Surprising Facts About Air Pollution
and How to Protect Yourself
© 2013 Health Realizations, Inc.
Everyday you breathe in about 15,000 liters of air. If that air is polluted, the toxins are transported to all the organs in your body -- not just your lungs. In fact, polluted air gets carried, via your bloodstream, from your lungs to your heart, liver, brain and other organs.
You can check the daily air quality in your area at AirNow.gov.
Sadly, air pollution is now a widespread problem in the United States. It comes from multiple sources -- factories, power plants, dry cleaners, cars and trucks, wildfires and even from materials in your home.
Two out of every five people, or 42 percent of the U.S. population, actually live in counties that have unhealthful levels of ozone or particle pollution -- two types of air pollution -- according to the American Lung Association's "State of the Air".
Outdoor Air is Only Part of the Problem
The air inside of your home may actually be an even bigger threat to your health than outdoor air. According to the U.S. Environmental Protection Agency (EPA):
"In the last several years, a growing body of scientific evidence has indicated that the air within homes and other buildings can be more seriously polluted than the outdoor air in even the largest and most industrialized cities.
Other research indicates that people spend approximately 90 percent of their time indoors. Thus, for many people, the risks to health may be greater due to exposure to air pollution indoors than outdoors."
Air pollution is especially dangerous to children because their lungs are still growing and they tend to spend long periods of time being active outdoors.
What are the Health Risks of Air Pollution?
About 4 percent of deaths in the United States can be attributed to air pollution, according to the Environmental Science Engineering Program at the Harvard School of Public Health. And, alarmingly, in the most polluted cities it has been estimated that lives are shortened by an average of one to two years, according to research by the American Cancer Society and Harvard University.
For instance, long-term exposure to air pollution, particularly that from motor traffic, increases the risk of fatal heart attacks, according to a study published by the Karolinska Institute, Institute of Environmental Medicine.
Another study, published in Occupational and Environmental Medicine, found that air pollution increases the risk of heart attacks and strokes, and makes respiratory problems worse, by thickening the blood and increasing inflammation, respectively.
While everyone is at risk from polluted air, certain groups are most at risk, according to the American Lung Association. These are:
People with asthma (over 2.2 million children and 5.5 million adults with asthma live in areas with very high levels of ozone)
The elderly and the young (over 10.2 million adults over age 65 and nearly 24 million children live in counties with unhealthful levels of ozone)
Those with chronic bronchitis and emphysema (nearly 2,9 million people with chronic bronchitis and over 1.2 million with emphysema live in counties with unhealthful levels of ozone)
People with cardiovascular disease (over 20 million people with cardiovascular disease live in areas with unhealthful levels of short-term particle pollution)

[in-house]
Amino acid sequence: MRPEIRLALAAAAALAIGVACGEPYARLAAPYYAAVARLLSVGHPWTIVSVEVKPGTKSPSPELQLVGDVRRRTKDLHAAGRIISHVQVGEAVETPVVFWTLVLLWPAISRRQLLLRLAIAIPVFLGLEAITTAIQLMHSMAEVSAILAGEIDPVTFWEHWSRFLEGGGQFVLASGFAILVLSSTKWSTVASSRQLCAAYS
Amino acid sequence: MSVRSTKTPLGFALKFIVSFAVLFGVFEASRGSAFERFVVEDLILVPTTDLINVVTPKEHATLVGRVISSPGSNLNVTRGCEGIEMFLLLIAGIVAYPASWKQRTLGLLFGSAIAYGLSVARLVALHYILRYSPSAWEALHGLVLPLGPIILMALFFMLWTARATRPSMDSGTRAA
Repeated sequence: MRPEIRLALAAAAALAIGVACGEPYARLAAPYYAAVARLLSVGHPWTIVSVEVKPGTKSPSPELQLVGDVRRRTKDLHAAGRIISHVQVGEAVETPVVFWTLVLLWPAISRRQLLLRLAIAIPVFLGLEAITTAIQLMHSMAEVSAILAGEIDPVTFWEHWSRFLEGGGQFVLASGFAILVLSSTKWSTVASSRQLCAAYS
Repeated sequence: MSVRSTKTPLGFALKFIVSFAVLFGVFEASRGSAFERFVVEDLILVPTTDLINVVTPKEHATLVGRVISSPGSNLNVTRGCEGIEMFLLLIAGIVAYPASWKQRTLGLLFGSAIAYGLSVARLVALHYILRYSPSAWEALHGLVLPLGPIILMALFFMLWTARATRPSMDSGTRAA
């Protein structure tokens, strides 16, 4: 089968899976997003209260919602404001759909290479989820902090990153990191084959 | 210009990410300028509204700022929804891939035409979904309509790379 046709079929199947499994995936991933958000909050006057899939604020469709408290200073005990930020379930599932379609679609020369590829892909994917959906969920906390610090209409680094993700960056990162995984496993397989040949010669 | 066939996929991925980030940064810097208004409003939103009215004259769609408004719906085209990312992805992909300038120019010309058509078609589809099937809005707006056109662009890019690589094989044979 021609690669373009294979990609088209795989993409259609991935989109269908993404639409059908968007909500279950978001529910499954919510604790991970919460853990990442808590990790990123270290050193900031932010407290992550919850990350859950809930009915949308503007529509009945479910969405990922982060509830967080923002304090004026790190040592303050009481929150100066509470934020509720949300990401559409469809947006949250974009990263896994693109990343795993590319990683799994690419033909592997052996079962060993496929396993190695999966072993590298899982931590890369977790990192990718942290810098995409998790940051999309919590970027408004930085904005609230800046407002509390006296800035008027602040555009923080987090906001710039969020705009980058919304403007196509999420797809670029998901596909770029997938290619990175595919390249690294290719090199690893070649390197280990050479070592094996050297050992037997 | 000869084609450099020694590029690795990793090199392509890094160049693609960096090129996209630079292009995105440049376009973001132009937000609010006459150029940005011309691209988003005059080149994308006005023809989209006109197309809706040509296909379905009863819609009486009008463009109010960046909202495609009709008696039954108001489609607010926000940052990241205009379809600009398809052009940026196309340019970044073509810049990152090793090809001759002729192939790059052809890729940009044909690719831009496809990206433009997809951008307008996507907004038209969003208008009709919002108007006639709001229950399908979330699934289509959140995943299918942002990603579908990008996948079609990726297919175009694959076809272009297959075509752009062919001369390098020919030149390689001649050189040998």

People with diabetes (over 4.6 million people with diabetes live in areas with unhealthful levels of short-term particle pollution)
Air Pollution is Devastating the Environment
On an environmental level, air pollution may even be threatening our food supply. According to a new study by University of Virginia researchers, air pollution from power plants and automobiles is destroying the fragrance of flowers and thereby inhibiting the ability of pollinating insects (such as bees) to follow scent trails to their source.
"The scent molecules produced by flowers in a less polluted environment, such as in the 1800s, could travel for roughly 1,000 to 1,200 meters; but in today's polluted environment downwind of major cites, they may travel only 200 to 300 meters," said Jose D. Fuentes, a professor of environmental sciences at the University of Virginia and a co-author of the study. "This makes it increasingly difficult for pollinators to locate the flowers."
And since an estimated one-third of the U.S. food supply is dependent on pollination from bees, this could have far-reaching consequences.
Tips to Protect Yourself from Air Pollution
Purify your indoor air. Air Treatment Systems, which use photocatalysis, are designed to oxidize organic odors, germs, and fungi. This technology creates ultraviolet light rays, safe levels of ozone, and passive negative ions as part of your air treatment. These types of air purifiers that duplicate Nature's own methods of air cleaning and revitalization.
If pollution is particularly heavy in your area (you can check daily air quality levels in your area here), keep your windows and doors closed and run your air conditioner (make sure the filter is clean).
When pollution is heavy, be sure to drink plenty of fluids (non-alcoholic) to keep your respiratory tract moist.
Avoid high levels of smog and pollution. These are typically highest during the midday and afternoon. If you're in a high-risk group, don't go outside when ozone levels are high.
Exercise when the air is cleaner. When you exercise (or work strenuously), you draw air more deeply into your lungs, and therefore risk more damage from air pollution. To protect yourself and get the numerous health benefits of exercise, avoid exercising near congested streets and during rush-hour traffic, and definitely if there's a wildfire burning in your area.
American Lung Association State of the Air 2008
University of Virginia